Chinese Modernity Analysis

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Introduction & Thesis

Modernity in a Chinese historical context is a significantly more complicated subject as it is in other western societies. This is because the introduction of “modernity” to China was done through arms, not through an enlightenment process as is the case with Europe. The dominance of Confucianism In Chinese society also served to provide a general reluctance to embrace foreign cultures and was also used to defeat any attempts at legal reform. It is for these reasons that that ideas of modernisation and evolution were, for the most part, met with disdain and reluctance.


First Argument & Evidence – Introduction to “Modernity” through arms, not enlightenment, produced a “traumatic experience”

A major issue requiring
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The traditional culture, socioeconomic and political structures and ideologies that constituted the Qing system impeded an adequate response to the ambitions of western powers when the time came3. One such ideology, Haa Yi theory, was a dominant-nation ideology which held that China was the centre of the world, The Haa Yi Theory was widely accepted in China. Diplomatic relations between China and neighbouring countries were essentialy that China was the enfeoffing country and the others were the enfeoffed countries subordinated to China. When foreign envoys were presented at court, they had to kowtow to the emperor. This strengthened the notion of foreign nations having to submit to grand China4. In addition, China was dominant in cultural respects, even the Zhonghua legal system of China was exported to neighbouring nations. Foreign cultures that were incorporated into China, never became prominent or changed the fundamental nature of the Chinese. They were assimilated by Confucianism and generally had a strong superiority feeling and confidence towards the Chinese and their governance and…show more content…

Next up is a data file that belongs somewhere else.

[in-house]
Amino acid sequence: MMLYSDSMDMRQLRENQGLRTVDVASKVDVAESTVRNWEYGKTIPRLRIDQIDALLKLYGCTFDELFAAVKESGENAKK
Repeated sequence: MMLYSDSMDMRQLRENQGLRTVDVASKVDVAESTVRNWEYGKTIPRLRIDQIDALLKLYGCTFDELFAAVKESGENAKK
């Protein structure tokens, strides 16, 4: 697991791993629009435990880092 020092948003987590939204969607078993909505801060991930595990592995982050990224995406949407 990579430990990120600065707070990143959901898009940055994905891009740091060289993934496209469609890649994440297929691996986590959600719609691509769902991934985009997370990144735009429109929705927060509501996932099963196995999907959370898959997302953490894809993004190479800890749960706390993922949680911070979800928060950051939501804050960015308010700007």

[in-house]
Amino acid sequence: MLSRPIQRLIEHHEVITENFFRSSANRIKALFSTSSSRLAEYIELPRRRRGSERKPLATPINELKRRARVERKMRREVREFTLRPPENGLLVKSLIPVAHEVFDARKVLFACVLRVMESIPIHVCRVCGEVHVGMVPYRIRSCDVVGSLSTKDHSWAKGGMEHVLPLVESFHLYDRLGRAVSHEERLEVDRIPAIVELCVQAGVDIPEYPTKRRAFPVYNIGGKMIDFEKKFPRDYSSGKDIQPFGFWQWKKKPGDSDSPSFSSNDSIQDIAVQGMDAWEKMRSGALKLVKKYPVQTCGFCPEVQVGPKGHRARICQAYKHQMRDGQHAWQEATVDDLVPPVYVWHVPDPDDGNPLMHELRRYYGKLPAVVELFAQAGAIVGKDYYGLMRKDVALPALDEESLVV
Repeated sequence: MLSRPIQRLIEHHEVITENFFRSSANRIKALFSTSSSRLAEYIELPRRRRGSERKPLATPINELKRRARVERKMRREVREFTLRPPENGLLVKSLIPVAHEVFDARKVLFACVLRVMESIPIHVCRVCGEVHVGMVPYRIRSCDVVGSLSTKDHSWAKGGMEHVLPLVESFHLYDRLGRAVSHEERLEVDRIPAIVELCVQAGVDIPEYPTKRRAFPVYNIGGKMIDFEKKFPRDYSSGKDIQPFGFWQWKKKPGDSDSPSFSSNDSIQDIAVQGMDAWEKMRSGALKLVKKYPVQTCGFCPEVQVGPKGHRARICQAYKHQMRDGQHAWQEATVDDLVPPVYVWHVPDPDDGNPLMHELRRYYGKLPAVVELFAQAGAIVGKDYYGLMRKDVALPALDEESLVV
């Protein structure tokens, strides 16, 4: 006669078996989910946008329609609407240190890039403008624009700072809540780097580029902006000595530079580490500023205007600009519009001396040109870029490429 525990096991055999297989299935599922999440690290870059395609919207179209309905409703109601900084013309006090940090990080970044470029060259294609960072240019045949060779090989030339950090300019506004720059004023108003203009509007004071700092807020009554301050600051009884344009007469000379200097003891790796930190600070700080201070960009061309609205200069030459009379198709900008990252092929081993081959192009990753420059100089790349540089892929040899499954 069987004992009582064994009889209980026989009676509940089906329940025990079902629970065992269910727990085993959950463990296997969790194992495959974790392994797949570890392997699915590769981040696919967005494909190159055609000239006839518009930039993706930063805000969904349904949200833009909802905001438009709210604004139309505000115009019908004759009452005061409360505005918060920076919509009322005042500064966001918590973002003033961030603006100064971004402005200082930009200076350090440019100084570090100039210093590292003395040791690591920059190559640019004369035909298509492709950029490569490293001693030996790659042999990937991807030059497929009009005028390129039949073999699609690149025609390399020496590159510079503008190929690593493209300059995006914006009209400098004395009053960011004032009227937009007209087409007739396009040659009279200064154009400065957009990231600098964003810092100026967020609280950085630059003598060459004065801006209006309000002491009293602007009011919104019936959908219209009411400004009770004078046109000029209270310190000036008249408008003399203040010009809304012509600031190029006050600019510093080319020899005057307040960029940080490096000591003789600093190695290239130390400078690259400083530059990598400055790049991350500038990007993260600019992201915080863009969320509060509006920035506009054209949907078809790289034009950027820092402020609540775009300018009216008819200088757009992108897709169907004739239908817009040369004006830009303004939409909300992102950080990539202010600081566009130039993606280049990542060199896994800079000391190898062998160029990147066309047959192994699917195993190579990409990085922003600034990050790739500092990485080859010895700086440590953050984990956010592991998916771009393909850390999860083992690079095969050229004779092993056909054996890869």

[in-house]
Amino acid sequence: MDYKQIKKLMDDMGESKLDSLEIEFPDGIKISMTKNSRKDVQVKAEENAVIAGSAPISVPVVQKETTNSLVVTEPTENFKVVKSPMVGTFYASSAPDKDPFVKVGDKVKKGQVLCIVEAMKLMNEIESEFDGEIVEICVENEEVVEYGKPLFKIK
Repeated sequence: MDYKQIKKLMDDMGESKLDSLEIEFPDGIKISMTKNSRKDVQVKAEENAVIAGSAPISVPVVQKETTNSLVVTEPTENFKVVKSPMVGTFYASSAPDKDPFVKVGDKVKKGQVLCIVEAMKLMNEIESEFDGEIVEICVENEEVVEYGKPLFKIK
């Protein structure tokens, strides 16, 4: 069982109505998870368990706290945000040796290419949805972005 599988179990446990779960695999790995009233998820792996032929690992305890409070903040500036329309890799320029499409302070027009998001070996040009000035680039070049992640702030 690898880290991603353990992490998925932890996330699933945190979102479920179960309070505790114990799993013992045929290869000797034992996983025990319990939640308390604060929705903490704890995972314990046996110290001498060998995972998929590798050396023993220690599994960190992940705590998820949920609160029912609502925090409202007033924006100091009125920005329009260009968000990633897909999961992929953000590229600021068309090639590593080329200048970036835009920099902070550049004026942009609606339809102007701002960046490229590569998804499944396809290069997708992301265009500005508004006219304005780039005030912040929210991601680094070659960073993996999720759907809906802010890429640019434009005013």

The conservative factions emphasised that only Confucianism could be accepted by the Chinese. The pro-reform factions held that archaic laws such as adultery should not be regulated by a modern Chinese criminal code and should be resolved in other ways even though it ran against Confucianism9. It is significant to Note that the Japanese legal experts of the time, undergoing their own process of modernisation, agreed with the pro-reform factions, asserting that the line between individual ethics and social ethics must be drawn in a modern China10. Cixi eventually grew disdain for western powers and allied with the anti-western and xenophobic Boxer Rebellion. The defeat of China and Empress Dowager and the slow decline of state capacity, blockaded Chinas progressive advancement towards modernity11

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